Solving the secondhand sizing conundrum

By The Seam

4 weeks ago

This is a guest blog post by The Seam for Second Hand September. Founded in Hackney in 2019, The Seam is a platform that connects customers with local, specialist makers to alter, repair and transform clothing to increase wardrobe longevity, and ensure that good fit is available to all. 

Online secondhand shopping is fashion’s future. By 2030, it’s predicted that second-hand clothes will comprise around 18% of the average wardrobe, up from 9% in 2020. This is a welcome shift for the future of the planet, and will help tackle the 13 million garments discarded in the UK each week. As well as keeping clothing out of landfill and in circulation, the re-sale market decreases the need for new fabric production by reducing demand. 

For many people, the rise of resale offers a less expensive and more sustainable way to refresh wardrobes, along with the potential to earn money from unused clothes. But there remains a roadblock in the potential of second-hand clothes: finding the perfect fit. 

The complexity around secondhand sizing stems from the fashion industry’s lack of standardisation. The very first en masse size standardisations for garment manufacturing were put forth in 1958. Over the decades that followed, ‘vanity sizing’ continuously eased sizes and shifted standards with the assumption that if a woman found herself wearing a size 10 in jeans at Levis and an 8 at GAP, her loyalty would fall with the latter brand (thanks, patriarchy). Buying clothing from decades past renders the numbers on the tag essentially meaningless: a women’s size 12 in 1958 now matches a contemporary size 6. And the term ‘standard’ is far from an accurate description of how sizes shift from one retailer to the next.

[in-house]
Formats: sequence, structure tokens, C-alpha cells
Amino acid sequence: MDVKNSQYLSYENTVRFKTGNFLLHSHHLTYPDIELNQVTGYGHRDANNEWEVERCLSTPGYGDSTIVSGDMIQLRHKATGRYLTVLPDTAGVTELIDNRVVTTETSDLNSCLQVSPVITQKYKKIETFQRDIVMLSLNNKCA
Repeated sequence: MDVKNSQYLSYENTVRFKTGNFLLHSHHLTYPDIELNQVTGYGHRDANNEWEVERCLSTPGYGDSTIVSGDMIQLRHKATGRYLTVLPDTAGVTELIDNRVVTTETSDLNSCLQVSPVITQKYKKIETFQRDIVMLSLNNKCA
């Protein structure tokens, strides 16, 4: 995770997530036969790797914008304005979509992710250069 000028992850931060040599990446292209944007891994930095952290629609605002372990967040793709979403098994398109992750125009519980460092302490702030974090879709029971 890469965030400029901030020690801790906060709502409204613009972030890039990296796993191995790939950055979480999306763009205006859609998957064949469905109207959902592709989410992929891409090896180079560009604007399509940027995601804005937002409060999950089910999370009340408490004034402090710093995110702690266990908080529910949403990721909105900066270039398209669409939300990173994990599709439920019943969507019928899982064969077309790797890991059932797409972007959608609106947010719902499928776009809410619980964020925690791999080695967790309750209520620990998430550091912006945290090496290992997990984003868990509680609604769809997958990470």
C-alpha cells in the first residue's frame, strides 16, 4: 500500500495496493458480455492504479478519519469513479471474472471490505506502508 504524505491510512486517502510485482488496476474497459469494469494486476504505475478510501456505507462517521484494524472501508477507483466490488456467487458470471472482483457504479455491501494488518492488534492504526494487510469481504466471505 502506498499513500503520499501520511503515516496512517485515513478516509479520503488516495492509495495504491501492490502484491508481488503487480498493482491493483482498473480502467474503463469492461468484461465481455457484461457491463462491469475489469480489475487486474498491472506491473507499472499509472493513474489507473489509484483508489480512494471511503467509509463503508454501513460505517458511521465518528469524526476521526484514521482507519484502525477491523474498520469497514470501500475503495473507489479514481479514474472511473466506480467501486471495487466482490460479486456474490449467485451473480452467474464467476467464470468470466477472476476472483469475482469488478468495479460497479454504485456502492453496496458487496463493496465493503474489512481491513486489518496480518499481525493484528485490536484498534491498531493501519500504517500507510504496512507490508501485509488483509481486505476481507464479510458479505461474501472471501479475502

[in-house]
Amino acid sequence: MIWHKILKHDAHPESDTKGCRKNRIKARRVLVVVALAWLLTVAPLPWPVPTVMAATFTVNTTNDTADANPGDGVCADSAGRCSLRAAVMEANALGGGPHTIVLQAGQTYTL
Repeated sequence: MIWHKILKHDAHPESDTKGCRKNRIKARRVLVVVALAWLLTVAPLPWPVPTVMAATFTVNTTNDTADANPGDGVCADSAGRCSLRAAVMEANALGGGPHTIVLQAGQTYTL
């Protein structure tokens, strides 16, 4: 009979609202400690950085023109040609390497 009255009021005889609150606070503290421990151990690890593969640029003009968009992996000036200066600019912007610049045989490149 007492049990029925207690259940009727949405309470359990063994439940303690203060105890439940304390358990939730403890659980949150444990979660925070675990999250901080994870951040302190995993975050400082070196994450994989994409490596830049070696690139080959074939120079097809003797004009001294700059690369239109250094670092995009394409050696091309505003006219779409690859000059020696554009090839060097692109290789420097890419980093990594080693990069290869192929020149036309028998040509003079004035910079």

Even before we bring this sizing problem into the realm of secondhand, clothing fit is the number one reason for garment returns in the UK, and it’s fueling an epidemic of purchases headed straight to landfill.  

Beyond the confusion around interpreting sizing on secondhand clothes, there is a lack of size representation above a UK size 12. Aja Barber writes, ‘The fashion industry has, noticeably, always failed to invite bigger bodies to the party’. And with the mainstream fashion industry creating the product of the secondhand trade, thrifting shares this exclusivity. Consider, for example, that searching for a ‘dress’ on Depop generates 240,000 search results in a UK size 10, and just 1,900 in a UK size 24. 

A final challenge of finding the right size in secondhand is the fact that there’s only one of each item, with no option to exchange for another size if it doesn’t fit.

At The Seam, we consider ourselves custodians of better clothing fit, as well as loving secondhand for its circular potential. Below, we’ve put together our top tips for cracking the sizing conundrum, embracing resale and ensuring that #LovedClothesLast

Tip #1: Hack the size charts

Most resale garments are labelled by their original brand name, and most clothing brands differ on the exact proportions their sizes cater to. When checking out secondhand garms from a major brand name, the best thing you can do is pop over to the original brand website and scope out their size chart. On top of learning how to take good measurements, this will set you up for success when it comes to fit. 

Tip #2: Embrace Alterations

We can think of standardised sizes as the fashion industry’s best guess at our shape. The Seam is trying to make a good fit open to everyone. Using a digital platform, we’ve created an accessible way for people in London to find local, trusted Makers, get a free fitting, and transform ill-fitting clothes into favourites. Whether that’s through a trouser hem, waist alteration, or tapered seams, crafting the perfect fit can turn a disappointing thrift into a cherished piece. 

Tip #3: Rework

Sometimes the issue with fit is hard to pinpoint. In times like these, it’s more about a nuanced ‘something-isn’t-right’ than the need for a clear cut alteration, which makes them perfect for an upcycling project or creative rework. Whether this means changing a dress into a 2 piece co-ord set, or converting sleeves from full to fitted, you can think of thrifted clothes as just the starting point to realise your vision.